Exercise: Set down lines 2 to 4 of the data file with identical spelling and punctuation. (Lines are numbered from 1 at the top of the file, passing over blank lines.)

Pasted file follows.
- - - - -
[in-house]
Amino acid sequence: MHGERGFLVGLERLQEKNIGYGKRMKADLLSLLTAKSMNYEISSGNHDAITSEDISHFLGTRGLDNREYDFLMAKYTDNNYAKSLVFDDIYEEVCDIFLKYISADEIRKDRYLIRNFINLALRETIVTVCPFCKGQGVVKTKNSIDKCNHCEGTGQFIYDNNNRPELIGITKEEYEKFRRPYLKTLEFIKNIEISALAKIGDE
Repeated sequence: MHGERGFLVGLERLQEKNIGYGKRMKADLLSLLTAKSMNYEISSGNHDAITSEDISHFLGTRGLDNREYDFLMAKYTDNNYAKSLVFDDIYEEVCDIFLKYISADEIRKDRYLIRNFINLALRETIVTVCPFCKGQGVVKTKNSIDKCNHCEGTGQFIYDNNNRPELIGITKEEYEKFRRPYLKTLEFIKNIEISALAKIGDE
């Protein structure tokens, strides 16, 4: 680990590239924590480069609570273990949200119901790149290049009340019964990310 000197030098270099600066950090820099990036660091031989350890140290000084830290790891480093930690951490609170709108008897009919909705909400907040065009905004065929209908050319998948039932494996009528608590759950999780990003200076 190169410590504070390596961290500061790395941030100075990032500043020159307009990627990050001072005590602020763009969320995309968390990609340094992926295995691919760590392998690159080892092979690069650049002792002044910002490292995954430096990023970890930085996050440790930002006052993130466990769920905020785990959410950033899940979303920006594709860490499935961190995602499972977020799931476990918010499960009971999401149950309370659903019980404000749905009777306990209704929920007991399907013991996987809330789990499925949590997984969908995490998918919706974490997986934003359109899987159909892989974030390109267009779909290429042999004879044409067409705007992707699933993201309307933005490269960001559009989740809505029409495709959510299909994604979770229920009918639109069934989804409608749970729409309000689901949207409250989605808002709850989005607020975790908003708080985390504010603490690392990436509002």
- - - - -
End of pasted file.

Amino acid sequence: MHGERGFLVGLERLQEKNIGYGKRMKADLLSLLTAKSMNYEISSGNHDAITSEDISHFLGTRGLDNREYDFLMAKYTDNNYAKSLVFDDIYEEVCDIFLKYISADEIRKDRYLIRNFINLALRETIVTVCPFCKGQGVVKTKNSIDKCNHCEGTGQFIYDNNNRPELIGITKEEYEKFRRPYLKTLEFIKNIEISALAKIGDE
Repeated sequence: MHGERGFLVGLERLQEKNIGYGKRMKADLLSLLTAKSMNYEISSGNHDAITSEDISHFLGTRGLDNREYDFLMAKYTDNNYAKSLVFDDIYEEVCDIFLKYISADEIRKDRYLIRNFINLALRETIVTVCPFCKGQGVVKTKNSIDKCNHCEGTGQFIYDNNNRPELIGITKEEYEKFRRPYLKTLEFIKNIEISALAKIGDE
């Protein structure tokens, strides 16, 4: 680990590239924590480069609570273990949200119901790149290049009340019964990310 000197030098270099600066950090820099990036660091031989350890140290000084830290790891480093930690951490609170709108008897009919909705909400907040065009905004065929209908050319998948039932494996009528608590759950999780990003200076 190169410590504070390596961290500061790395941030100075990032500043020159307009990627990050001072005590602020763009969320995309968390990609340094992926295995691919760590392998690159080892092979690069650049002792002044910002490292995954430096990023970890930085996050440790930002006052993130466990769920905020785990959410950033899940979303920006594709860490499935961190995602499972977020799931476990918010499960009971999401149950309370659903019980404000749905009777306990209704929920007991399907013991996987809330789990499925949590997984969908995490998918919706974490997986934003359109899987159909892989974030390109267009779909290429042999004879044409067409705007992707699933993201309307933005490269960001559009989740809505029409495709959510299909994604979770229920009918639109069934989804409608749970729409309000689901949207409250989605808002709850989005607020975790908003708080985390504010603490690392990436509002």